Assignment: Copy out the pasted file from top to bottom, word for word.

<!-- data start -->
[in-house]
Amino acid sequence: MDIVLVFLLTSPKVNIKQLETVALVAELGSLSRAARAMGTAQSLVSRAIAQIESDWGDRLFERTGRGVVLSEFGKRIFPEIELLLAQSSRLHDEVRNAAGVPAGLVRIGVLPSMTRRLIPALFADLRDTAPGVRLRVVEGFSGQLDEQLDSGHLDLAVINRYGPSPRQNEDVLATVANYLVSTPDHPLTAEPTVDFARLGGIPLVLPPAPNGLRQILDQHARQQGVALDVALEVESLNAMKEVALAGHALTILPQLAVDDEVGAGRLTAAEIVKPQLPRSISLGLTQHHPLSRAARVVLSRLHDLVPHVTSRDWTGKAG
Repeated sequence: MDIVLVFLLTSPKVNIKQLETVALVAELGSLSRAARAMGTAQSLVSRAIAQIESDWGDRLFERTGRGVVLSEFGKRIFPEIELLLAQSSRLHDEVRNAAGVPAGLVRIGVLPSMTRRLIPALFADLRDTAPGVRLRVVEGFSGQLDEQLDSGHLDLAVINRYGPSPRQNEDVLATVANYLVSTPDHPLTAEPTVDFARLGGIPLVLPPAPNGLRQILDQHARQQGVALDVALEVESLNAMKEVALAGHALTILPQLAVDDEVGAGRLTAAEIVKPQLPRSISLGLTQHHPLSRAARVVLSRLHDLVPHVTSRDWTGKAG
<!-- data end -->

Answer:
[in-house]
Amino acid sequence: MDIVLVFLLTSPKVNIKQLETVALVAELGSLSRAARAMGTAQSLVSRAIAQIESDWGDRLFERTGRGVVLSEFGKRIFPEIELLLAQSSRLHDEVRNAAGVPAGLVRIGVLPSMTRRLIPALFADLRDTAPGVRLRVVEGFSGQLDEQLDSGHLDLAVINRYGPSPRQNEDVLATVANYLVSTPDHPLTAEPTVDFARLGGIPLVLPPAPNGLRQILDQHARQQGVALDVALEVESLNAMKEVALAGHALTILPQLAVDDEVGAGRLTAAEIVKPQLPRSISLGLTQHHPLSRAARVVLSRLHDLVPHVTSRDWTGKAG
Repeated sequence: MDIVLVFLLTSPKVNIKQLETVALVAELGSLSRAARAMGTAQSLVSRAIAQIESDWGDRLFERTGRGVVLSEFGKRIFPEIELLLAQSSRLHDEVRNAAGVPAGLVRIGVLPSMTRRLIPALFADLRDTAPGVRLRVVEGFSGQLDEQLDSGHLDLAVINRYGPSPRQNEDVLATVANYLVSTPDHPLTAEPTVDFARLGGIPLVLPPAPNGLRQILDQHARQQGVALDVALEVESLNAMKEVALAGHALTILPQLAVDDEVGAGRLTAAEIVKPQLPRSISLGLTQHHPLSRAARVVLSRLHDLVPHVTSRDWTGKAG